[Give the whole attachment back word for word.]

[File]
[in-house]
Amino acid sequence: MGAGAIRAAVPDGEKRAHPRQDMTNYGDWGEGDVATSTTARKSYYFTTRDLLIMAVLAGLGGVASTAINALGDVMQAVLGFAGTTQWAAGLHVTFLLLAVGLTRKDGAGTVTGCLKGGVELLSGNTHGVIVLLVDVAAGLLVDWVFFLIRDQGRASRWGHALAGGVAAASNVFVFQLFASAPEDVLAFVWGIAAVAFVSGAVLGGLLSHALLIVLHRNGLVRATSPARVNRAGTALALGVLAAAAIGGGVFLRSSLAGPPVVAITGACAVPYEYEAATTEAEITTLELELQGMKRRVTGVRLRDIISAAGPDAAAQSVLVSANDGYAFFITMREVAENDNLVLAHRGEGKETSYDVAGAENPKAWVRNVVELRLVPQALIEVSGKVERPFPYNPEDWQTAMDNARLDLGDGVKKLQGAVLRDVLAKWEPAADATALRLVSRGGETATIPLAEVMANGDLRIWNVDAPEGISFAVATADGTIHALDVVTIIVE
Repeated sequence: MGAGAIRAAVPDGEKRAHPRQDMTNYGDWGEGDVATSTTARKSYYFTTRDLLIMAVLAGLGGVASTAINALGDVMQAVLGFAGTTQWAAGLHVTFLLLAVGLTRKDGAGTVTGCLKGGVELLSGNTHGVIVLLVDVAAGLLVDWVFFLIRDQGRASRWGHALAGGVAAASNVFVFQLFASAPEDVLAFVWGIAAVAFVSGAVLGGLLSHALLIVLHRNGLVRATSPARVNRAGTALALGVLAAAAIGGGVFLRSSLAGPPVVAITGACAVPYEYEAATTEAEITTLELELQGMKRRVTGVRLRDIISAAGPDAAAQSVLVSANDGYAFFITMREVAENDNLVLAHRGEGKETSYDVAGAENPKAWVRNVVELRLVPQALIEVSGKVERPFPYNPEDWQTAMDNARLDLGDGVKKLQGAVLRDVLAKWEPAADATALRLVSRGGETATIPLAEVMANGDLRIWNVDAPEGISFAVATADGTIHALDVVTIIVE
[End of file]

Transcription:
[in-house]
Amino acid sequence: MGAGAIRAAVPDGEKRAHPRQDMTNYGDWGEGDVATSTTARKSYYFTTRDLLIMAVLAGLGGVASTAINALGDVMQAVLGFAGTTQWAAGLHVTFLLLAVGLTRKDGAGTVTGCLKGGVELLSGNTHGVIVLLVDVAAGLLVDWVFFLIRDQGRASRWGHALAGGVAAASNVFVFQLFASAPEDVLAFVWGIAAVAFVSGAVLGGLLSHALLIVLHRNGLVRATSPARVNRAGTALALGVLAAAAIGGGVFLRSSLAGPPVVAITGACAVPYEYEAATTEAEITTLELELQGMKRRVTGVRLRDIISAAGPDAAAQSVLVSANDGYAFFITMREVAENDNLVLAHRGEGKETSYDVAGAENPKAWVRNVVELRLVPQALIEVSGKVERPFPYNPEDWQTAMDNARLDLGDGVKKLQGAVLRDVLAKWEPAADATALRLVSRGGETATIPLAEVMANGDLRIWNVDAPEGISFAVATADGTIHALDVVTIIVE
Repeated sequence: MGAGAIRAAVPDGEKRAHPRQDMTNYGDWGEGDVATSTTARKSYYFTTRDLLIMAVLAGLGGVASTAINALGDVMQAVLGFAGTTQWAAGLHVTFLLLAVGLTRKDGAGTVTGCLKGGVELLSGNTHGVIVLLVDVAAGLLVDWVFFLIRDQGRASRWGHALAGGVAAASNVFVFQLFASAPEDVLAFVWGIAAVAFVSGAVLGGLLSHALLIVLHRNGLVRATSPARVNRAGTALALGVLAAAAIGGGVFLRSSLAGPPVVAITGACAVPYEYEAATTEAEITTLELELQGMKRRVTGVRLRDIISAAGPDAAAQSVLVSANDGYAFFITMREVAENDNLVLAHRGEGKETSYDVAGAENPKAWVRNVVELRLVPQALIEVSGKVERPFPYNPEDWQTAMDNARLDLGDGVKKLQGAVLRDVLAKWEPAADATALRLVSRGGETATIPLAEVMANGDLRIWNVDAPEGISFAVATADGTIHALDVVTIIVE